The lies, for those of you who demand justification for such remarks, are:

  1. “The Conservative government has been given a strong mandate from Canadians to scrap it.” No they weren’t. It was hardly on the radar for most voters. Let’s call this one the “Counter-cheque Quarrelsome.”
  2. “Hunters and farmers won’t be treated as criminals anymore.” They never were. They were asked to register their weapons, as we are asked to register our cars. “The Lie Circumstantial.”
  3. “Don’t forget the billions that were wasted on creating and maintaining the registry, money that could be put to better use…” Well, no it can’t, actually. It’s been spent. Let’s call this “the Lie Direct.”

Dishonest though they may be, the ads serve as an effective reminder to Canadian gun nuts that the northern chapter of the Tea Party still needs their contributions to keep looking after their anti-social special interests.

The third reason is that the property rights argument, in the minds of advocates for unregulated gun ownership, applies to handguns as nicely as firearms with longer barrels, and presumably to hand grenades and unexploded roadside bombs as well.

To believe this, you also have to think your fundamental property rights are impinged by regulation of such forms of property as automobiles, which must be registered and licensed by their law-abiding owners, and certain recreational drugs and activities that are banned outright.

This emphasis on property rights, one suspects, originates in the good fortune of Canadians not to have a Second Amendment or its equivalent anywhere in their Constitution, thereby invalidating the argument we have an unabridgeable right to keep and carry arms of any type wherever and whenever we please.

Lacking such a justification, those among the gun advocates who understand that the U.S. Constitution does not apply on this side of the Medicine Line sail toward the only port available in this storm. Mind you, there is nothing in our Canadian Constitution specifically guaranteeing us “property rights” either, but from their perspective at least there is a body of precedent and other law.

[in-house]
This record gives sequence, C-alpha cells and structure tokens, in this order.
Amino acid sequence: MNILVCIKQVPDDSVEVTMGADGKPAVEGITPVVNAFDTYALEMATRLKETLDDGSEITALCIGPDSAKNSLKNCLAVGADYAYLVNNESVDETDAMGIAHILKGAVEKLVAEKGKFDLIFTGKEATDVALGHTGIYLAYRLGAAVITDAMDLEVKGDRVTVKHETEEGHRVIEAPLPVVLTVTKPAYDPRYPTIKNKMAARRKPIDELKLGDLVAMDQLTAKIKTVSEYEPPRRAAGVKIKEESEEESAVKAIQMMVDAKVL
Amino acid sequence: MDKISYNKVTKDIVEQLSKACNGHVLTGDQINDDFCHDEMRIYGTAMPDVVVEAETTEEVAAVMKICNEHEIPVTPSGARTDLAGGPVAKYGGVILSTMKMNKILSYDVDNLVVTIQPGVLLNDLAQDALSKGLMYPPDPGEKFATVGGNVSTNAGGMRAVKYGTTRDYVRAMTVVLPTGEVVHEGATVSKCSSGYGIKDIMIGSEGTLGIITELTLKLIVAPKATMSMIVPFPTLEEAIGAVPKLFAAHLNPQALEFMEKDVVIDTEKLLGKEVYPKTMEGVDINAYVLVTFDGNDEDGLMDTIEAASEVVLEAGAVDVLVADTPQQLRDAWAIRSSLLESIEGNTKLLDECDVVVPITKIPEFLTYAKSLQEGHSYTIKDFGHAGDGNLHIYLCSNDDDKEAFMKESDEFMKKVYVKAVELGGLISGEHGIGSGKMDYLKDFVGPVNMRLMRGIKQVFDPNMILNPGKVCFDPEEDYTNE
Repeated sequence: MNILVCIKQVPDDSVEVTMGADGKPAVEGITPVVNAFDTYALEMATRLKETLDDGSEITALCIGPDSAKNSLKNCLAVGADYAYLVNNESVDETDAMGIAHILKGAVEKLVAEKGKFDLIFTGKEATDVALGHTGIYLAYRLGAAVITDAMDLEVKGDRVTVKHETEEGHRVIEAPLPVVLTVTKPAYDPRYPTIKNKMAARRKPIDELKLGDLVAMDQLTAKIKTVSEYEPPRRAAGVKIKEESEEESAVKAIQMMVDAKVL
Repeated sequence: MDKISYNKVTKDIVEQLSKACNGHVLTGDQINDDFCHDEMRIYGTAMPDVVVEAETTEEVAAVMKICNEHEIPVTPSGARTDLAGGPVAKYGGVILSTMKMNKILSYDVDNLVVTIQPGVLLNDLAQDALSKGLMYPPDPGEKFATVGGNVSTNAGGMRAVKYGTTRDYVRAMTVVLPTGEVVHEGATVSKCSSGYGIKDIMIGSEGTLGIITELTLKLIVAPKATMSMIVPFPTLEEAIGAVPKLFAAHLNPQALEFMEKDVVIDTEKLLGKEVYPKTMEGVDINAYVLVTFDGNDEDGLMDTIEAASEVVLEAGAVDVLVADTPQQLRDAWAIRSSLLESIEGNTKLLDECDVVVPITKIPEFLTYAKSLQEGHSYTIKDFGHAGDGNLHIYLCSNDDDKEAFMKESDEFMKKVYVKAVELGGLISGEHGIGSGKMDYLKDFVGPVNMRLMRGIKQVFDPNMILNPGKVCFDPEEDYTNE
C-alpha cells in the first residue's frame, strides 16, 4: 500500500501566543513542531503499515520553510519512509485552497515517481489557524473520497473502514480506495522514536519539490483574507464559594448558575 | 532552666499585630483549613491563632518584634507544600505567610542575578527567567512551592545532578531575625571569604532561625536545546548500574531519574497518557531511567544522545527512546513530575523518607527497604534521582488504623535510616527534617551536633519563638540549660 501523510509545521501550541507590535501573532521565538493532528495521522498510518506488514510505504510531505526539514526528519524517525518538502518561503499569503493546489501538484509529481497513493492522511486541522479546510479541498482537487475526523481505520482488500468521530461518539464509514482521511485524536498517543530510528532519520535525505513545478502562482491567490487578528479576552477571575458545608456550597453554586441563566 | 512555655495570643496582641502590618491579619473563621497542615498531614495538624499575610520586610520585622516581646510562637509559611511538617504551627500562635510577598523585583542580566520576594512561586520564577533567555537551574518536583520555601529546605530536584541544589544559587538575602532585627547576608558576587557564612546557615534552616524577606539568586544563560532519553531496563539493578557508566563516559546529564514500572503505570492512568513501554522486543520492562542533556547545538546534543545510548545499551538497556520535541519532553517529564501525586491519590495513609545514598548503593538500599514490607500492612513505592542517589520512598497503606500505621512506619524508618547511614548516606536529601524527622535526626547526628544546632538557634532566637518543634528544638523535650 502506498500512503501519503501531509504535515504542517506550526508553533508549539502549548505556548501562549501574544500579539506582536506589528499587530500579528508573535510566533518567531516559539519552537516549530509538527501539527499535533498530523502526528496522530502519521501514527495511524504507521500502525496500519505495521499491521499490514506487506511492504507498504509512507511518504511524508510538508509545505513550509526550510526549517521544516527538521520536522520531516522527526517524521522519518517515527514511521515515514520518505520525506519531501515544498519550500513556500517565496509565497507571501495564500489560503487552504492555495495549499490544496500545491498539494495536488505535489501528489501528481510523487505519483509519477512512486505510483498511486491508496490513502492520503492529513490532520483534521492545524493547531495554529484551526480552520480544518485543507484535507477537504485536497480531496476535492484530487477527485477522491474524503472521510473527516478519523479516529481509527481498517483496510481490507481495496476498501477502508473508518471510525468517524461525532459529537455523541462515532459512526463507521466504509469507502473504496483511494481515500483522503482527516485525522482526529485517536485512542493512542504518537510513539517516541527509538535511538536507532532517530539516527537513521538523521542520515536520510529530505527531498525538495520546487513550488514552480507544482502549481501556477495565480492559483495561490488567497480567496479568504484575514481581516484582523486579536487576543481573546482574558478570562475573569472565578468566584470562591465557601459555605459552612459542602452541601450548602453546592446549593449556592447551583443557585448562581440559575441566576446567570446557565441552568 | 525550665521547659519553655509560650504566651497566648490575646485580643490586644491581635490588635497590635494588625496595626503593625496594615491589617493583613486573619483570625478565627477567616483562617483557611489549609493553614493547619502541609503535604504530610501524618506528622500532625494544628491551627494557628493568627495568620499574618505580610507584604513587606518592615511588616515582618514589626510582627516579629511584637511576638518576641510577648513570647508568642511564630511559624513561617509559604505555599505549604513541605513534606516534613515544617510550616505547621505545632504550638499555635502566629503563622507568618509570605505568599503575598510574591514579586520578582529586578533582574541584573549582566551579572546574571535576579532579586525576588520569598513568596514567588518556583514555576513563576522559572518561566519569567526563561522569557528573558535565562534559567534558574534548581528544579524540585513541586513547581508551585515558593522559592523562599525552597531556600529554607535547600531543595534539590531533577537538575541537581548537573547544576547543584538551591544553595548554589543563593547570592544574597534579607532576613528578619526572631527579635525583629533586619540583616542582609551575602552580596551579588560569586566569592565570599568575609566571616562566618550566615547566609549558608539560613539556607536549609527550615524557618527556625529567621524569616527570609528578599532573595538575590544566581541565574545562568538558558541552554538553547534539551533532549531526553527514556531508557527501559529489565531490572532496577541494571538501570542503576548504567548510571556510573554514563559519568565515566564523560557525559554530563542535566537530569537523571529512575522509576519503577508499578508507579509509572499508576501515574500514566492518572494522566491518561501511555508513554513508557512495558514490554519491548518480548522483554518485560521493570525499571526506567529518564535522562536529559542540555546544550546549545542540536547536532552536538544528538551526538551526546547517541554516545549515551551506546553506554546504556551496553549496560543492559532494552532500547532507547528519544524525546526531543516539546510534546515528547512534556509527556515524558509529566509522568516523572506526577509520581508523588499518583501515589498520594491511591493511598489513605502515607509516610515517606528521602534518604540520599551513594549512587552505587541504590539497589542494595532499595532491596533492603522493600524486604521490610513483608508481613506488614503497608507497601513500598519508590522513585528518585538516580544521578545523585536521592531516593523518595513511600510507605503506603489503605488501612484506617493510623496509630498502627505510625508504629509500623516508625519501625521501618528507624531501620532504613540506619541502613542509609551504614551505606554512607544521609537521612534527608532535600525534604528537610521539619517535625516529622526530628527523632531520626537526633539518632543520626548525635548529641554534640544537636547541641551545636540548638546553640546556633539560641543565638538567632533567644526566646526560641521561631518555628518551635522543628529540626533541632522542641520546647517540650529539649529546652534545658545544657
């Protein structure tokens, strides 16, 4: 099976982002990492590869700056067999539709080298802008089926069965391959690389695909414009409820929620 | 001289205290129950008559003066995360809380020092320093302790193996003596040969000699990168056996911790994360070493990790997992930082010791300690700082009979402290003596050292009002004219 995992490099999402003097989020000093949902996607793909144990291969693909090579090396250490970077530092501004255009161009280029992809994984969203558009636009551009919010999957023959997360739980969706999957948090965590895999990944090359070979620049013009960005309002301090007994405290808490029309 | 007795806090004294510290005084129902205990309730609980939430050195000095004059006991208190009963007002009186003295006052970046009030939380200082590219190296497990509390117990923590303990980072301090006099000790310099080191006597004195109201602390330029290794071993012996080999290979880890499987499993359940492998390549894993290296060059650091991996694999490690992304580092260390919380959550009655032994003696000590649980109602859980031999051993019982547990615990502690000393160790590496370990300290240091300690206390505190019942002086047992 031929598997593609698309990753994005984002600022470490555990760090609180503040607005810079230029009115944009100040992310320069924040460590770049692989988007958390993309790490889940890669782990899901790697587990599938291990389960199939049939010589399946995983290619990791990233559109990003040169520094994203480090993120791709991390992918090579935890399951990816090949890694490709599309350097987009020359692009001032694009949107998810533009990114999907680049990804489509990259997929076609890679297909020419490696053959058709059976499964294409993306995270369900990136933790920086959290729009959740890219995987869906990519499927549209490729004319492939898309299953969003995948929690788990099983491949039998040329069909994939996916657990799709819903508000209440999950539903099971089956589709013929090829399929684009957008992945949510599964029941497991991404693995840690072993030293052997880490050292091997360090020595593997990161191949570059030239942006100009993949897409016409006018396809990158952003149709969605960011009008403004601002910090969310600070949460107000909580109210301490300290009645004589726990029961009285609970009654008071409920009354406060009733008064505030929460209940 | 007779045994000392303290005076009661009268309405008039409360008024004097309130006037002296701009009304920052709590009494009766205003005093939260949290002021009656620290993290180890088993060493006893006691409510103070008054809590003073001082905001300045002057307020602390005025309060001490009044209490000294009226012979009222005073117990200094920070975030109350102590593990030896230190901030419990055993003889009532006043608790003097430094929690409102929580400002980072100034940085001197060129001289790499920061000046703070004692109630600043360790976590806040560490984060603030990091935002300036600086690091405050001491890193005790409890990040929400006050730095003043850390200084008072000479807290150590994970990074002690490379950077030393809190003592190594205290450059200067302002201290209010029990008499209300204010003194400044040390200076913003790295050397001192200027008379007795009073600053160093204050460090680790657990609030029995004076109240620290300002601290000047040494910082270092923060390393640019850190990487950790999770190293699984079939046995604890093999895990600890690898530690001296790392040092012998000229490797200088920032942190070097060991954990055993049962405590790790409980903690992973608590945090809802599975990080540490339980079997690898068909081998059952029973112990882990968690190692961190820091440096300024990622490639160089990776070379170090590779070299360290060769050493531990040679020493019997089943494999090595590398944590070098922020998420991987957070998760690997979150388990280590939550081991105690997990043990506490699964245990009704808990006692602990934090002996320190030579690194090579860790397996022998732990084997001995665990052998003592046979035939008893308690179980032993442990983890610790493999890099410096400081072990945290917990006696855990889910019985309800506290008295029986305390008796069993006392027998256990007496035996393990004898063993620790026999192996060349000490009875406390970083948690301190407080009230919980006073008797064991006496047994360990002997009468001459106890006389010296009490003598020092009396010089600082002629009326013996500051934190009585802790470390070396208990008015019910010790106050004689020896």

As for their call for long prison sentences or other severe punishments as an alternative to sensible regulation and control, this is another effective wedge issue for the Harperites, but it is unlikely to do much to prevent the use of firearms in violent domestic incidents, whether they play themselves out at home or on Alberta’s highways. People like the shooter in last week’s horrific murders are obviously not planning carefully when they snatch up a gun head out on a killing spree.

But at least registration and the controls associated with it, if they are implemented vigorously, might prevent weapons falling into the hands of such a person in the first place – and how did this shooter happen to get his hands on a 9mm handgun? And if they don’t, as is well known, they give the police some knowledge about what they might be dealing with.

Whatever those who insist on their imagined right to own anti-social property may assert, Mr. Harper’s compulsion to use wedge issues like the national shotgun and rifle registry, and his war on our actual Constitutional right to peace, order and good government, will continue until he is driven from office.

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National Post poll bad news for Alberta Tories … in the unlikely event it’s right